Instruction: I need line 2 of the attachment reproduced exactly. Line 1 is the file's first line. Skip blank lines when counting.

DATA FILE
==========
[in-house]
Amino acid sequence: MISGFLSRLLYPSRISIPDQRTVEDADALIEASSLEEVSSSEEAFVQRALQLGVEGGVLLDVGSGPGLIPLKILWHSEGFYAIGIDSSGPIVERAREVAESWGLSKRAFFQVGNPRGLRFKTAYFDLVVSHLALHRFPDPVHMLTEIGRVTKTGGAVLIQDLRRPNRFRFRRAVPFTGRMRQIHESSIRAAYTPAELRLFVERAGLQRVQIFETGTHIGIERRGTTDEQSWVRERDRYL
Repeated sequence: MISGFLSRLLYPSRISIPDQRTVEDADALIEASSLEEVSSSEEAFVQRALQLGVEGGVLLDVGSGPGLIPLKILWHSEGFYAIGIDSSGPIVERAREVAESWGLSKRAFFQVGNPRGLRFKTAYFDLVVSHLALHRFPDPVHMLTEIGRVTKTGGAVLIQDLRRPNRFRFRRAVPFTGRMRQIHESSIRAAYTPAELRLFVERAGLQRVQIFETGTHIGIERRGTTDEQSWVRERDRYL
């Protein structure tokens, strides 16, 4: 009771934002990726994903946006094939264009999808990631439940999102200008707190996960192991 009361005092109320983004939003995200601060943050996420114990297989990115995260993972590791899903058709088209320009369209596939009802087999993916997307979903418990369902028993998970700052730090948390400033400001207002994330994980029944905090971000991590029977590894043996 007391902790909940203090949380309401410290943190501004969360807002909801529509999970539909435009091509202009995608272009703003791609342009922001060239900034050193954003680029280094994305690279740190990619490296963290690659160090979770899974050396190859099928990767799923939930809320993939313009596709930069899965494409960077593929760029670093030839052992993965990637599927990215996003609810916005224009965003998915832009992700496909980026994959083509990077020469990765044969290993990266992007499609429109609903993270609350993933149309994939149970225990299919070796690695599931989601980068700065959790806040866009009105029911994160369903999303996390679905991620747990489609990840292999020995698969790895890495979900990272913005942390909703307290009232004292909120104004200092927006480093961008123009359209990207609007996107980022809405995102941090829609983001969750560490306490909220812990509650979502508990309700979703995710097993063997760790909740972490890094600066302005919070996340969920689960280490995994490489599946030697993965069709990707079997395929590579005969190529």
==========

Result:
Amino acid sequence: MISGFLSRLLYPSRISIPDQRTVEDADALIEASSLEEVSSSEEAFVQRALQLGVEGGVLLDVGSGPGLIPLKILWHSEGFYAIGIDSSGPIVERAREVAESWGLSKRAFFQVGNPRGLRFKTAYFDLVVSHLALHRFPDPVHMLTEIGRVTKTGGAVLIQDLRRPNRFRFRRAVPFTGRMRQIHESSIRAAYTPAELRLFVERAGLQRVQIFETGTHIGIERRGTTDEQSWVRERDRYL